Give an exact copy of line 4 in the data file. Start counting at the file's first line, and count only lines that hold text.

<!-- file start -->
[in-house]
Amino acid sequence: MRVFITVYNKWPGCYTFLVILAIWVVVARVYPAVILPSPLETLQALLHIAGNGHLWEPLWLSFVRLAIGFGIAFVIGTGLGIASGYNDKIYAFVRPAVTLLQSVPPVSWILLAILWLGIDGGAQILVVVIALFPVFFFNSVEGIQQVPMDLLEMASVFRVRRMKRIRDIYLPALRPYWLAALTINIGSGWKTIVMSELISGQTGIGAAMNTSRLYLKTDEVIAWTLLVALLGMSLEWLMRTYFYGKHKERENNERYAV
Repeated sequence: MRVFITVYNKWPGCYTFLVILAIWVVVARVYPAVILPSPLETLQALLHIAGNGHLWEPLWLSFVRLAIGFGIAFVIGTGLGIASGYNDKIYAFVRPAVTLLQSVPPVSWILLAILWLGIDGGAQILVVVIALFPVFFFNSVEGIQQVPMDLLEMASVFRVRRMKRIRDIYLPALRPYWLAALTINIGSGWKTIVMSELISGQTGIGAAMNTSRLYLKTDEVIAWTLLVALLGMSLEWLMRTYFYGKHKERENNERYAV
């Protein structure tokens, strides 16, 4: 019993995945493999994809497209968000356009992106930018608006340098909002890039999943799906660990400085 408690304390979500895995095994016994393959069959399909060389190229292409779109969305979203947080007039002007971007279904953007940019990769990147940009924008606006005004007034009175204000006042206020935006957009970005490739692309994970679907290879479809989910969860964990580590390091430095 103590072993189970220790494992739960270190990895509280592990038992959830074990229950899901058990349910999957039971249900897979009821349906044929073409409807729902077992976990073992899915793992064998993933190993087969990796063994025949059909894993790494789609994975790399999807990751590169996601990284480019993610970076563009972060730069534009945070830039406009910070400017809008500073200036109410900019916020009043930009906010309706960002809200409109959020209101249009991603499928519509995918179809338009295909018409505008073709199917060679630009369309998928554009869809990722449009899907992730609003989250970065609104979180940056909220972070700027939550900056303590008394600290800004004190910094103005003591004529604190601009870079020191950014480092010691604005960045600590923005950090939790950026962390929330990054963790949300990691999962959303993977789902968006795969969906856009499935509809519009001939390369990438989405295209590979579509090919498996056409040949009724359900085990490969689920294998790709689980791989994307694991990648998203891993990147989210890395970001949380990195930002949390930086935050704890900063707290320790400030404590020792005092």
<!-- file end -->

């Protein structure tokens, strides 16, 4: 019993995945493999994809497209968000356009992106930018608006340098909002890039999943799906660990400085 408690304390979500895995095994016994393959069959399909060389190229292409779109969305979203947080007039002007971007279904953007940019990769990147940009924008606006005004007034009175204000006042206020935006957009970005490739692309994970679907290879479809989910969860964990580590390091430095 103590072993189970220790494992739960270190990895509280592990038992959830074990229950899901058990349910999957039971249900897979009821349906044929073409409807729902077992976990073992899915793992064998993933190993087969990796063994025949059909894993790494789609994975790399999807990751590169996601990284480019993610970076563009972060730069534009945070830039406009910070400017809008500073200036109410900019916020009043930009906010309706960002809200409109959020209101249009991603499928519509995918179809338009295909018409505008073709199917060679630009369309998928554009869809990722449009899907992730609003989250970065609104979180940056909220972070700027939550900056303590008394600290800004004190910094103005003591004529604190601009870079020191950014480092010691604005960045600590923005950090939790950026962390929330990054963790949300990691999962959303993977789902968006795969969906856009499935509809519009001939390369990438989405295209590979579509090919498996056409040949009724359900085990490969689920294998790709689980791989994307694991990648998203891993990147989210890395970001949380990195930002949390930086935050704890900063707290320790400030404590020792005092």